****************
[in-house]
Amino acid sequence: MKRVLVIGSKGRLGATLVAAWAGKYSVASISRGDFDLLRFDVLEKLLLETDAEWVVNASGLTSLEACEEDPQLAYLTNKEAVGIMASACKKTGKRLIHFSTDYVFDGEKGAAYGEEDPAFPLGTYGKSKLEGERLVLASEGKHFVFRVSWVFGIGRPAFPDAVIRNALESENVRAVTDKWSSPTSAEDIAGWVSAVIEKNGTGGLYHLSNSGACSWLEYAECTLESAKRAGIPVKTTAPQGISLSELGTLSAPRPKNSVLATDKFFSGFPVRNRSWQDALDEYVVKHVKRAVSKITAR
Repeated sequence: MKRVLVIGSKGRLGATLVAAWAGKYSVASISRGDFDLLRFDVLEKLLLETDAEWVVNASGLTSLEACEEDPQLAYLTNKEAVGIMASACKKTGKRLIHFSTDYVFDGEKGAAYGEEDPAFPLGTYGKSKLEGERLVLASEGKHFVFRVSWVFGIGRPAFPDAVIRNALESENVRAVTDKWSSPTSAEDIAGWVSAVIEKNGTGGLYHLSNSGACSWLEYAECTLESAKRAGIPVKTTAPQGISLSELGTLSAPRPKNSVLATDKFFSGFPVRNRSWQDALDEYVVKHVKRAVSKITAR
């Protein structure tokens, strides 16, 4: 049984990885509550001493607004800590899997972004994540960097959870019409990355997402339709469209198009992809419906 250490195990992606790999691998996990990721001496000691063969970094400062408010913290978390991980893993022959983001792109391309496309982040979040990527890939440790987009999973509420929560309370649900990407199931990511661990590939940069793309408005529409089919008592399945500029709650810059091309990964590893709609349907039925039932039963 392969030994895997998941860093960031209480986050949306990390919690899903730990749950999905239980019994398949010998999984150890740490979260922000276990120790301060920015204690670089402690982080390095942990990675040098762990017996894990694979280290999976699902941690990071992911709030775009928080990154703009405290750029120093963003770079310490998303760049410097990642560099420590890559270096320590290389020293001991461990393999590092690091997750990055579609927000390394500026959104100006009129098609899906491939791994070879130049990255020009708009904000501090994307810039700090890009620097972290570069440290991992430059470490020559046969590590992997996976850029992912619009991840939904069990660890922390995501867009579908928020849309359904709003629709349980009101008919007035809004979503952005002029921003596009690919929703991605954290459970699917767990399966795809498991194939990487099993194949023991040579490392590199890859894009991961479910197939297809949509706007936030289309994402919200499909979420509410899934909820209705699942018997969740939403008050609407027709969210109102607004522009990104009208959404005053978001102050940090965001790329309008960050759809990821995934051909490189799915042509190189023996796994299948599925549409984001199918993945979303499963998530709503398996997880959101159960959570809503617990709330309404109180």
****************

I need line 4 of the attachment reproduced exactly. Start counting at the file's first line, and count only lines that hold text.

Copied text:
């Protein structure tokens, strides 16, 4: 049984990885509550001493607004800590899997972004994540960097959870019409990355997402339709469209198009992809419906 250490195990992606790999691998996990990721001496000691063969970094400062408010913290978390991980893993022959983001792109391309496309982040979040990527890939440790987009999973509420929560309370649900990407199931990511661990590939940069793309408005529409089919008592399945500029709650810059091309990964590893709609349907039925039932039963 392969030994895997998941860093960031209480986050949306990390919690899903730990749950999905239980019994398949010998999984150890740490979260922000276990120790301060920015204690670089402690982080390095942990990675040098762990017996894990694979280290999976699902941690990071992911709030775009928080990154703009405290750029120093963003770079310490998303760049410097990642560099420590890559270096320590290389020293001991461990393999590092690091997750990055579609927000390394500026959104100006009129098609899906491939791994070879130049990255020009708009904000501090994307810039700090890009620097972290570069440290991992430059470490020559046969590590992997996976850029992912619009991840939904069990660890922390995501867009579908928020849309359904709003629709349980009101008919007035809004979503952005002029921003596009690919929703991605954290459970699917767990399966795809498991194939990487099993194949023991040579490392590199890859894009991961479910197939297809949509706007936030289309994402919200499909979420509410899934909820209705699942018997969740939403008050609407027709969210109102607004522009990104009208959404005053978001102050940090965001790329309008960050759809990821995934051909490189799915042509190189023996796994299948599925549409984001199918993945979303499963998530709503398996997880959101159960959570809503617990709330309404109180």